Neal: Beyond measure. The only way our code base maintains sanity is through rigorous testing. In fact, this project has spawned several open source testing tools in the Rails community: dust, Selenium Grid, and deep test. Testing is ultra important, and the tech leads on this project have created a really nice workflow around tests. We want unit tests to run really fast, so we use dust and forbid database access during unit tests (we use mocks instead). For functional tests, we enforce the rule that tests do hit the database and you can’t mock anything. For a long time, all the pairs on this project were using Mac Minis, which are underpowered for running lots of tests, which spawned the birth of Deep Test. Deep Test allows you to spawn multiple remote threads to run functional tests. Because our functional tests run inside of a transaction, all our tests are completely orthogonal to one another. When the functional tests start, it spawns multiple processes on several BAMs (Bad-ass Machines) to run the tests. Recently, the whole project was upgraded to 8-core Mac Pros, and we switched Deep Test to use the local processors. Instead of taxing one processor, it pegs all 8, running the entire suite of tests in about 6 minutes.

You have to have testing on all code bases. Period. But it’s even more important in dynamic languages, and especially as you scale up the size of the code base. Insanity would ensue if this code base had no tests; it would collapse in a matter of weeks of trying to maintain it.

Paul: In addition to what Neal said, we use tests to enforce processes that would be forgotten otherwise. For example, if someone forgets to add a translation to a set of files, we have a test that will fail. If someone accidentally creates some bad HTML, we have a test that will fail. Furthermore, on a large team with a large codebase, developers come across code on a daily basis that they know nothing about. Tests act a description of what the code should do and why. It’s a living piece of documentation.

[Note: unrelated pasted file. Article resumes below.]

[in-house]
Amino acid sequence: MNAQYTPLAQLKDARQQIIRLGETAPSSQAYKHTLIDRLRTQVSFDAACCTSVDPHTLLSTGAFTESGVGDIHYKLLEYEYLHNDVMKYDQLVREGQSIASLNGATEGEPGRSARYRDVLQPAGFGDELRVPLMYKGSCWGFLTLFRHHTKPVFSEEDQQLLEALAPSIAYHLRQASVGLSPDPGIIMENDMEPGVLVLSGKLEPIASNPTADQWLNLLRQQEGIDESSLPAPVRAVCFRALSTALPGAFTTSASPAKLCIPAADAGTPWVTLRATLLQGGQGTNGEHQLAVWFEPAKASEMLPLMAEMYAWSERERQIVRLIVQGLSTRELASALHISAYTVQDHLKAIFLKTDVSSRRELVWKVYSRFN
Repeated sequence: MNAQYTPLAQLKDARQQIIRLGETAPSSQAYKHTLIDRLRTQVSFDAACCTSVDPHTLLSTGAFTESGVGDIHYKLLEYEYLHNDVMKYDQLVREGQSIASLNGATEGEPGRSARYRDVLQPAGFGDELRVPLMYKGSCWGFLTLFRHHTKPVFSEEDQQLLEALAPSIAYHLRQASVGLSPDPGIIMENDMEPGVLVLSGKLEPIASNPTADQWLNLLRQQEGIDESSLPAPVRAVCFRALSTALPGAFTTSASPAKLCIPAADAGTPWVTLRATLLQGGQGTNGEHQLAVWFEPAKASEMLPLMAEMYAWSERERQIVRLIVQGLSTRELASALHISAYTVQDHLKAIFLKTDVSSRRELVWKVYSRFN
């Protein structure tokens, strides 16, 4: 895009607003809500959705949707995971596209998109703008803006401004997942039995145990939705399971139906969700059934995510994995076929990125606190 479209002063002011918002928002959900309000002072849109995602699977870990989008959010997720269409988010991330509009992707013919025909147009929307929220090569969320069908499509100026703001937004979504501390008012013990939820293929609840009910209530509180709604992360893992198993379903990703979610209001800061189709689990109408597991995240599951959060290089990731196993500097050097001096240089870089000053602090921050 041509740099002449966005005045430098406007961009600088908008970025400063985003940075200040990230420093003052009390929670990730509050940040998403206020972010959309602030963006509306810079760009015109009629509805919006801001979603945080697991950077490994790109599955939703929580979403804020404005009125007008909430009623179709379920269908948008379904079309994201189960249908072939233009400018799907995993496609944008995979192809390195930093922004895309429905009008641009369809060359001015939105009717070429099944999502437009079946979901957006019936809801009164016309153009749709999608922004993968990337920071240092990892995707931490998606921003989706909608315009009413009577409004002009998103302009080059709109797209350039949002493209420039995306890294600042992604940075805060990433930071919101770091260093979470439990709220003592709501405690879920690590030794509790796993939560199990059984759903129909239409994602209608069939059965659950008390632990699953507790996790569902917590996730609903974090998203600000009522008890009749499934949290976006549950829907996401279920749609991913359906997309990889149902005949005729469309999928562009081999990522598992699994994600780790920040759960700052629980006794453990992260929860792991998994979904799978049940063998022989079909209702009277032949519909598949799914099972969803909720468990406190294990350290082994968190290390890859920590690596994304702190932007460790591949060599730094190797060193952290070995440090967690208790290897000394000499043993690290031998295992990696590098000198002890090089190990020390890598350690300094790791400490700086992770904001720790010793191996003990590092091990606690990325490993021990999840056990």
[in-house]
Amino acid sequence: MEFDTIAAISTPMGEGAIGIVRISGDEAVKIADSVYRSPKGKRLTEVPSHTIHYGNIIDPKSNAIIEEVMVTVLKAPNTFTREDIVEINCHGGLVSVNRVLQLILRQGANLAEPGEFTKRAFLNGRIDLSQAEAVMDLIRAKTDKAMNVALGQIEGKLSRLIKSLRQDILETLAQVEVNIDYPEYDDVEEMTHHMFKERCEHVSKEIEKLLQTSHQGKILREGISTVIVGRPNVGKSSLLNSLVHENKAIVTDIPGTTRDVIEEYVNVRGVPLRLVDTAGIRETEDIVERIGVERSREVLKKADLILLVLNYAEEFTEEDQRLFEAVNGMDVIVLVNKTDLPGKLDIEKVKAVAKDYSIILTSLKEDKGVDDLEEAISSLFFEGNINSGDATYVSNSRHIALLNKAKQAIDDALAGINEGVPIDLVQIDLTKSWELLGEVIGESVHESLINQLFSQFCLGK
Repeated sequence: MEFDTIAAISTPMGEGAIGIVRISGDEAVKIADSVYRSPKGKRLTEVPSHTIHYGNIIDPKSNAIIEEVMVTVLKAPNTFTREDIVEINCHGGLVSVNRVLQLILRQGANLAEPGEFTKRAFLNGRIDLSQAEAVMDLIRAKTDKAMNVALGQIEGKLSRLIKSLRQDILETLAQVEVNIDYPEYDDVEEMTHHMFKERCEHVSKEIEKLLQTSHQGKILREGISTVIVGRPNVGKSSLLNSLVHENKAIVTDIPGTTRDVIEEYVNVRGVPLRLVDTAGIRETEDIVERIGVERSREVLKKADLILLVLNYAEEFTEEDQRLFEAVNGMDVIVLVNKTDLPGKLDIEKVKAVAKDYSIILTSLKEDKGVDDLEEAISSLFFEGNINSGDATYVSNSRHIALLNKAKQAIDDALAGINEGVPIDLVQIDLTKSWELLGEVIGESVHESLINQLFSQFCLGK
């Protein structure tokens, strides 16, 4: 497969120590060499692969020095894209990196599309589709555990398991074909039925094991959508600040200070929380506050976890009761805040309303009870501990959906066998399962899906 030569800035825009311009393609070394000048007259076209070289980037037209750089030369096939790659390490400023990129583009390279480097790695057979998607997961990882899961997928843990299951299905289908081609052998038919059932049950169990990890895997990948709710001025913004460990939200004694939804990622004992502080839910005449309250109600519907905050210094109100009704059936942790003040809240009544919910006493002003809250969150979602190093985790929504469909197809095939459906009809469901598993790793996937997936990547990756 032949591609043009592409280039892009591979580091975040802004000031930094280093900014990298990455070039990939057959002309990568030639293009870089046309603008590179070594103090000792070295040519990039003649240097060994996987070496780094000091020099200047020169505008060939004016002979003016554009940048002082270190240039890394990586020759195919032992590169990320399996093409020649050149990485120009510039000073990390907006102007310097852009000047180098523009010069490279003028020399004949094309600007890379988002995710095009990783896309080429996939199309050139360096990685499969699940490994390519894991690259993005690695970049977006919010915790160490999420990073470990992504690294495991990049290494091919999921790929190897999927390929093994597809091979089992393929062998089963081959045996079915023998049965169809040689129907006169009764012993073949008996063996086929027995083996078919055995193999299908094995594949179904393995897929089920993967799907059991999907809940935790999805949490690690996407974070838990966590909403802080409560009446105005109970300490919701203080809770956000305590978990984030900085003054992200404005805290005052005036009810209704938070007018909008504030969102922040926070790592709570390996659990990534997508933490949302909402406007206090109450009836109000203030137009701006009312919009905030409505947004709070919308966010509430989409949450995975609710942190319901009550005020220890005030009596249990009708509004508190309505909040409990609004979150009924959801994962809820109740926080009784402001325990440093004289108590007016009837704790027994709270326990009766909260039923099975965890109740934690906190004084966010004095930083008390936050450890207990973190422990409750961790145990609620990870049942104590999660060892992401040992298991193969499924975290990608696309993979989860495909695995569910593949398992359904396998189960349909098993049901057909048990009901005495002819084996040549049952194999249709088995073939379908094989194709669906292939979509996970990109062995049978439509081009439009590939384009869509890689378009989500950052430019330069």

Rails is built on the strong foundation of Convention over Configuration. That to me is the real innovation of Rails. We know it works for small to medium sized projects. Do the opinions of Rails scale?

Neal: Convention over configuration is one of the “obvious in hindsight” features in Rails that has really impacted the whole industry. How many frameworks now brag about this feature? In the Java world, we went down kind of a bad path for a while, where we came just short of building configuration entries for what planet the code was written on. We still use convention over configuration heavily, and not just the Rails version. As much as possible, we try to create everything with sensible, overridable defaults. I don’t really see any end to how much this particular aspect of Rails will scale.

Paul: The obvious answer is sometimes :). One of the great things about Rails is that when the opinions do not scale, they are easily worked around. We can use plugins and gems to radically alter the behavior of Rails, or just do it ourselves.

For example, one opinion of Rails is that all tests hit the database. This opinion does not scale well to the size of our test suite, so we use gems like UnitRecord to cut off the database for unit testing. Another opinion of Rails is to split up tests by models/controllers/etc. We wanted a further split of test type (unit/functional/externals/acceptance). To accomplish this, we simply made our own test folder hierarchy and reworked the standard rake tasks. It was not difficult.